I was interviewed by Joyce Meyer on two of her TV programs recently because she wanted to discuss the media and how it bombards our daily lives. She was particularly interested in how we can protect our hearts and minds (and our families) from the onslaught of violence, sexuality, and generally coarse behavior we often find on TV and in the movies. I always enjoy being with Joyce, and although our view of acceptable movies doesn’t always match, I find her really sincere and concerned about what Christians are consuming on a regular basis.
One of the issues we discussed is how in an age where the volume of information is enormous, why our lives reflect so little change? She started thinking about it after hearing different people talk about reading all her books or listening to her teaching tapes, but they still have so many problems. I also find it true in other areas. People who are the most educated sometimes have the most problems. We’re drowning in information, and yet the culture as a whole seems to be more coarse, violent, and sexual than ever.
More than that – I look at audiences for Christian media programs, and I think we’ve raised a generation of junkies. The truth is, we’ve created a generation of Christians looking for a magic bullet. That’s why people travel thousands of miles from conference to conference just to “get a word,” find “fresh oil,” “get the glory,” or “catch their blessing.” They’re looking for the easy way out.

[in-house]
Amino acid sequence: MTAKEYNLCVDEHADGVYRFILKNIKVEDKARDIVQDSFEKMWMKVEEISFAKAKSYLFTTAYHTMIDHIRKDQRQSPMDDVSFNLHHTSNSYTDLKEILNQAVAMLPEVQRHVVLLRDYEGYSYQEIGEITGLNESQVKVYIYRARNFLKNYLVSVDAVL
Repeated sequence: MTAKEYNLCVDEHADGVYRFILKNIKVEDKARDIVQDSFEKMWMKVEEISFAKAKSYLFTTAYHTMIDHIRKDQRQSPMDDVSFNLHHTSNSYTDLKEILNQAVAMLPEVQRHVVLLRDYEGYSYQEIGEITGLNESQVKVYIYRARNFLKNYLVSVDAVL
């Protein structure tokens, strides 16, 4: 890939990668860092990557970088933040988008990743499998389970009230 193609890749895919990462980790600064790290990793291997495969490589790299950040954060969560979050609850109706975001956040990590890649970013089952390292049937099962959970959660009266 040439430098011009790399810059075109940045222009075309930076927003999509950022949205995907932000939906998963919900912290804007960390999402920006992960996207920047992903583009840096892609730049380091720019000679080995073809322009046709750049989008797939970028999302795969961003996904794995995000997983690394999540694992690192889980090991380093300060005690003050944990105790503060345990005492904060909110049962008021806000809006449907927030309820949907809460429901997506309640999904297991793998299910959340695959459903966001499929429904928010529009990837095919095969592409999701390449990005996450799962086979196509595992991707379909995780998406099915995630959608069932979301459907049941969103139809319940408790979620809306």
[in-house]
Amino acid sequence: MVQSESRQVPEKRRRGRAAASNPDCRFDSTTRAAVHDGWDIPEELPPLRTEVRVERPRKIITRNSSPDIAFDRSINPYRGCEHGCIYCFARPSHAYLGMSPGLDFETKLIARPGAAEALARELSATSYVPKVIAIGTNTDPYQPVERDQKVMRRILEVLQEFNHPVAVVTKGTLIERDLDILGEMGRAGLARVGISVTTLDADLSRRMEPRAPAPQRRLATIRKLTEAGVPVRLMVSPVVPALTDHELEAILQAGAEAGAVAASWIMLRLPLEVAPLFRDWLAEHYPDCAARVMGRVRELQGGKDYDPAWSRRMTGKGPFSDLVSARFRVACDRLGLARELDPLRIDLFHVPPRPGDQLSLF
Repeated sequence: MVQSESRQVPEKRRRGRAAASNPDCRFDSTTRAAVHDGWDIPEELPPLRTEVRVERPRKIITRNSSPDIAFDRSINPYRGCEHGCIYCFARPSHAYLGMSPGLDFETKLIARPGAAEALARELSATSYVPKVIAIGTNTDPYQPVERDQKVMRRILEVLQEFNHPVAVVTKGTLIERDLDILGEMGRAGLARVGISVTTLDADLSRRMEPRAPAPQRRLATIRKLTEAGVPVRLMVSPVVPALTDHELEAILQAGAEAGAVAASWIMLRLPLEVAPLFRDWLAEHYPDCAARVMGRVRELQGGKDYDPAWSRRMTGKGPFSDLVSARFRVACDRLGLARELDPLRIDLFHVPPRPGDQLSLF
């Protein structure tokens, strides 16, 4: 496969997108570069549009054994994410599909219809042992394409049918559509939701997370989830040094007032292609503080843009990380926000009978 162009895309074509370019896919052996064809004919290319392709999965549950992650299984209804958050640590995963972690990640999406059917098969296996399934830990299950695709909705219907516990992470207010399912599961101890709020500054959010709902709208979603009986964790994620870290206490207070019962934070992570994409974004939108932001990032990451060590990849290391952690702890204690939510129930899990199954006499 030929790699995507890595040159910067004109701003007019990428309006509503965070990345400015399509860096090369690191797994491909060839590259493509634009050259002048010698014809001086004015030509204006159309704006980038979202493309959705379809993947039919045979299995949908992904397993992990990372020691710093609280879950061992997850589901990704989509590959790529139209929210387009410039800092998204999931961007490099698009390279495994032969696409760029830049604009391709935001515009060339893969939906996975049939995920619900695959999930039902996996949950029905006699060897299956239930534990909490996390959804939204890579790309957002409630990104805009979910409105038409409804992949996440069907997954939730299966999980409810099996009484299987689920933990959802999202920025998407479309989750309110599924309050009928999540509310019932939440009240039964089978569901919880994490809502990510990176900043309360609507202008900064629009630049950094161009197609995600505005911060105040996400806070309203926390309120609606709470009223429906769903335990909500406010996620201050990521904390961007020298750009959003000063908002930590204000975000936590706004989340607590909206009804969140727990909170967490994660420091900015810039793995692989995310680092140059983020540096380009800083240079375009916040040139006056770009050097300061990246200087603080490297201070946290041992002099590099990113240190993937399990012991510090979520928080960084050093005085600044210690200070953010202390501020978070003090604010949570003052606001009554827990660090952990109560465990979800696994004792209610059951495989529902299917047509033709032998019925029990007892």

Christians today have become addicted to the feeling. We’ve forgotten how difficult living the Christian life can be, and in our pursuit of prosperity and a nice Mercedes, we’ve lost touch with the years Paul rotted in prison, Peter’s horrific upside-down crucifixion, and William Tyndale being strangled and burned at the stake for giving us the remarkable gift of the English Bible.
Living the Christian life is hard. We’ve got to do more than simply listen to the latest teaching tape by our favorite evangelist. We have to live it out on a daily basis. It’s about choices – making the kinds of choices (sometimes hard ones) that create a life worth living.
Joyce’s frustration was right on target and we had a great conversation about it, and I’m going to continue writing on the issue. Want to get out of debt? Stop sending your money to a Christian TV telethon and start controlling your spending. Want to be healed? Lay off the French fries. Want to be closer to God? Pray, read the Bible, study to show yourself approved…
Yes – God can work miracles, but I don’t think he exists to make up for our lazy living.